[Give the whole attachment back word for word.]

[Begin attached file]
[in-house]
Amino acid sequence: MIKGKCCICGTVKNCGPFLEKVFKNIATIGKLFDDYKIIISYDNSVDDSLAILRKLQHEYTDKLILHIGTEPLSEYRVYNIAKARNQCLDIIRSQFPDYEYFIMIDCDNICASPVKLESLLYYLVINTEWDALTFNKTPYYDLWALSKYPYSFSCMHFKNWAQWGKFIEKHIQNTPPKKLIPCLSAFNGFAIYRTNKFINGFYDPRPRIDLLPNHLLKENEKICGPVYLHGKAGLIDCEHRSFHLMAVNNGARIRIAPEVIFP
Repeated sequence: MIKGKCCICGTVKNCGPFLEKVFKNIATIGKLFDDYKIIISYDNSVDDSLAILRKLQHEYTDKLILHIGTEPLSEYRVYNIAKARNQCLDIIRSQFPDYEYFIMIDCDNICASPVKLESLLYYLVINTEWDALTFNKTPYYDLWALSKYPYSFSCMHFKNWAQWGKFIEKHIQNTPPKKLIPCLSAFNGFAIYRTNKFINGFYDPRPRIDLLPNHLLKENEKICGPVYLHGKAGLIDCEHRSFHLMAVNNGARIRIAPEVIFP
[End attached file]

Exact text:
[in-house]
Amino acid sequence: MIKGKCCICGTVKNCGPFLEKVFKNIATIGKLFDDYKIIISYDNSVDDSLAILRKLQHEYTDKLILHIGTEPLSEYRVYNIAKARNQCLDIIRSQFPDYEYFIMIDCDNICASPVKLESLLYYLVINTEWDALTFNKTPYYDLWALSKYPYSFSCMHFKNWAQWGKFIEKHIQNTPPKKLIPCLSAFNGFAIYRTNKFINGFYDPRPRIDLLPNHLLKENEKICGPVYLHGKAGLIDCEHRSFHLMAVNNGARIRIAPEVIFP
Repeated sequence: MIKGKCCICGTVKNCGPFLEKVFKNIATIGKLFDDYKIIISYDNSVDDSLAILRKLQHEYTDKLILHIGTEPLSEYRVYNIAKARNQCLDIIRSQFPDYEYFIMIDCDNICASPVKLESLLYYLVINTEWDALTFNKTPYYDLWALSKYPYSFSCMHFKNWAQWGKFIEKHIQNTPPKKLIPCLSAFNGFAIYRTNKFINGFYDPRPRIDLLPNHLLKENEKICGPVYLHGKAGLIDCEHRSFHLMAVNNGARIRIAPEVIFP